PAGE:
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Lennon Musical to Include Unknown Songs by Late Beatle
By Robert Simonson
07 Dec 2004
The Broadway-bound musical Lennon, due to land at the Broadhurst Theatre in July 7, 2005, will contain two melodies never before heard by any fan of The Beatles or John Lennon, and another heard by very few.
The songs, "India, India," "I Don't Want to Lose You," and "Cookin' (In the Kitchen of Love)," were written by Lennon at various times in his life. The first two exist in private recordings. ("India" was written in 1968.) Ringo Starr recorded the third in 1976, though Lennon never did. Lennon's widow Yoko Ono has given director Don Scardino the go-ahead to use them.
"They're very appropriate for the periods they are showing," Ono told the New York Times. "People would say to me, `What are you going to do about all of John's unreleased songs?' And I've always sais, `I will put them out, but I have to find ways to present them in the right way. For these songs, I thought the musical would be a very effective, beautiful way to do it.'"
Lennon will have its world premiere at San Francisco's Orpheum Theatre (April 12-May 14) and then a stint at Boston's Colonial Theatre (May 31-June 25) before coming to Broadway.
Written and directed by Don Scardino, the new musical is based on the songs of the late pop music icon, performer and songwriter John Lennon. The stagings are set for San Francisco (April 5-May 7, 2005) and Boston (May 24-June 18, 2005).
Producers Edgar Lansbury, Don Scardino and Allan McKeown in association with Clear Channel Entertainment present the work by arrangement with Yoko Ono.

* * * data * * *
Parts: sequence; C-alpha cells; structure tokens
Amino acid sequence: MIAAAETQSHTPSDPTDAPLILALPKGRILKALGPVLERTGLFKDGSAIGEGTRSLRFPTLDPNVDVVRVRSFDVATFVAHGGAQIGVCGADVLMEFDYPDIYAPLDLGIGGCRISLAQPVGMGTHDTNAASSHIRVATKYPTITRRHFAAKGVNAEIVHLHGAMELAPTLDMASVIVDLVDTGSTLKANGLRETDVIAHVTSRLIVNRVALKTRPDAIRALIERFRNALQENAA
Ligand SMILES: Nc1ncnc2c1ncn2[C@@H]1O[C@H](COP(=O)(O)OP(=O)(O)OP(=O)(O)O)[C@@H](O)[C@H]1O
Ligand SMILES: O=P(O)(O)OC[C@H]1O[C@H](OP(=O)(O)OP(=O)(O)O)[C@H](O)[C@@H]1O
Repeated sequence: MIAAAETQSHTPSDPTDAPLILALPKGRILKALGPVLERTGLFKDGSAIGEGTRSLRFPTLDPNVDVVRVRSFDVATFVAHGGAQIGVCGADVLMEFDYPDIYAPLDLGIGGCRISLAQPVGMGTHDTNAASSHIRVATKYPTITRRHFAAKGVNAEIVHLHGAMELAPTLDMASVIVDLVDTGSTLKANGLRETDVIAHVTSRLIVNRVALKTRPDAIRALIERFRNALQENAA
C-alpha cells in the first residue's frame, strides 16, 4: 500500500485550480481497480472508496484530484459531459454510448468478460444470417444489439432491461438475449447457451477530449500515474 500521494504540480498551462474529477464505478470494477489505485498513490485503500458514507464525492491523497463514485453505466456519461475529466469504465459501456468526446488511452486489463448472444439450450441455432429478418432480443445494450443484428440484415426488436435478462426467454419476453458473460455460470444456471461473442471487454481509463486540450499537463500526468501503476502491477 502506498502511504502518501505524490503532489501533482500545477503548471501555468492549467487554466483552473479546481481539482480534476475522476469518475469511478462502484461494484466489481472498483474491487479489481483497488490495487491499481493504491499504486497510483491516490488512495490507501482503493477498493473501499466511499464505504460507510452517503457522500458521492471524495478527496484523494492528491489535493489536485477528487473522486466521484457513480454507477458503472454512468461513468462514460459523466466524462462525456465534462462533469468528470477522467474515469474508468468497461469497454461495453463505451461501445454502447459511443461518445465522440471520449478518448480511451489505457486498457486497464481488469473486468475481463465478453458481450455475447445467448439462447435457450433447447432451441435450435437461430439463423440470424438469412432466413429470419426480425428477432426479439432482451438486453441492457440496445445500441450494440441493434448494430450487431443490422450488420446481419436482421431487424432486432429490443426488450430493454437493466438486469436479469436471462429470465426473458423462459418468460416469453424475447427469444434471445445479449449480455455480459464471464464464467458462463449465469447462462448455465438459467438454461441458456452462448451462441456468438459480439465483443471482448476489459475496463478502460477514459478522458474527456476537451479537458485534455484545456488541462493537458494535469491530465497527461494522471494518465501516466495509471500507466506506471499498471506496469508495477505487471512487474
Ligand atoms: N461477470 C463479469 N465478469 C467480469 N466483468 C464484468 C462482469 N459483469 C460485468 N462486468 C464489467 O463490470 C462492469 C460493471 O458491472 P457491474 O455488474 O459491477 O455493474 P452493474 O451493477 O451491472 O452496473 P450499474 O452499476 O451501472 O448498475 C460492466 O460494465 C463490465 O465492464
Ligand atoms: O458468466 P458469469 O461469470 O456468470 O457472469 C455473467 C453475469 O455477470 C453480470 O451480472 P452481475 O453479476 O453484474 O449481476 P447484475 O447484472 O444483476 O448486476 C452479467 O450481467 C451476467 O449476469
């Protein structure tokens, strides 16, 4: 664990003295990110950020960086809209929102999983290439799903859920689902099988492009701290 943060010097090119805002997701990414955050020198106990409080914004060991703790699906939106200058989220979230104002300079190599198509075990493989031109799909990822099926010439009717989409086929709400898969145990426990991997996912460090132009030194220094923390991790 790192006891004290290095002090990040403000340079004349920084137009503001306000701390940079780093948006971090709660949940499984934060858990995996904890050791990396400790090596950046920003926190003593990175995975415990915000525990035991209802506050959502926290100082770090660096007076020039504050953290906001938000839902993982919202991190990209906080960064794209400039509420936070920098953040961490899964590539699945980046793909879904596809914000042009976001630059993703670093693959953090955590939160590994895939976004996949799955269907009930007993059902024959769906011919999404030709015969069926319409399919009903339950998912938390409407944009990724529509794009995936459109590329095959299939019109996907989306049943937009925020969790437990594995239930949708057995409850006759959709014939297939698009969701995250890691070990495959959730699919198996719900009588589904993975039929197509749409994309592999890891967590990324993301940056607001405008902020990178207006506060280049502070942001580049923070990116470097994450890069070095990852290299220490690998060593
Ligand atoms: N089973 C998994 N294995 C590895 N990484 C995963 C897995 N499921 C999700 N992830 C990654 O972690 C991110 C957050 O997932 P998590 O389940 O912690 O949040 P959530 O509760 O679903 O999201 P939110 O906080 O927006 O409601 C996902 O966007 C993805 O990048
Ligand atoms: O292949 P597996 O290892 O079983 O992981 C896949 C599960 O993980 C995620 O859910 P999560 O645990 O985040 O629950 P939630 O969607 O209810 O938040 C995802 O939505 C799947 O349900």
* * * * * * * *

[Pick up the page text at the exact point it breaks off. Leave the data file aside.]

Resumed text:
The design team of Lennon includes John Arnone (scenic), Jane Greenwood (costumes) with Jules Fisher and Peggy Eisenhauer (lighting). Joe Malone provides choreography.
"I was after something that was very theatrical and that would, for the audience, really bring forward the real living idea of John Lennon," director Don Scardino previously told Playbill On-Line about his upcoming piece.
"The idea is basically as if an acting troupe walked on stage, unpacked their bags and said 'Tonight, we do John Lennon' just like the players in Hamlet [say] here's The Murder of Gonzago. Well, here's the murder of John Lennon, [or] the life of John Lennon. Doing so, the actors on stage all take up his voice and his time and be another facet of that personality and basically make up the measure of the man in the process, through the course of the evening. And ultimately, Lennon speaks for himself at the end of the piece, by showing the 'Imagine' film."
Scardino said that Lennon will tell the tale of more than just a musician: "He always seemed to be ahead of the curve. Or, by example, the curve followed him. He was such a leader for a certain generation, particularly, that he's emblematic of the times he came through."
Scardino summed up the concept as "not only how his life defined the times, but how the times defined him."
The musical will feature 10 actors portraying John Lennon at various stages in his life backed by an onstage 10-piece band. Twenty-seven songs from the substantial Lennon oeuvre will be featured in the musical, among them "Imagine," "Instant Karma," "Give Peace a Chance," "(Just Like) Starting Over" and "Whatever Gets You Through the Night."
Performance schedules and ticketing information for all venues will be announced at a later date. For more information, visit www.lennonthemusical.com.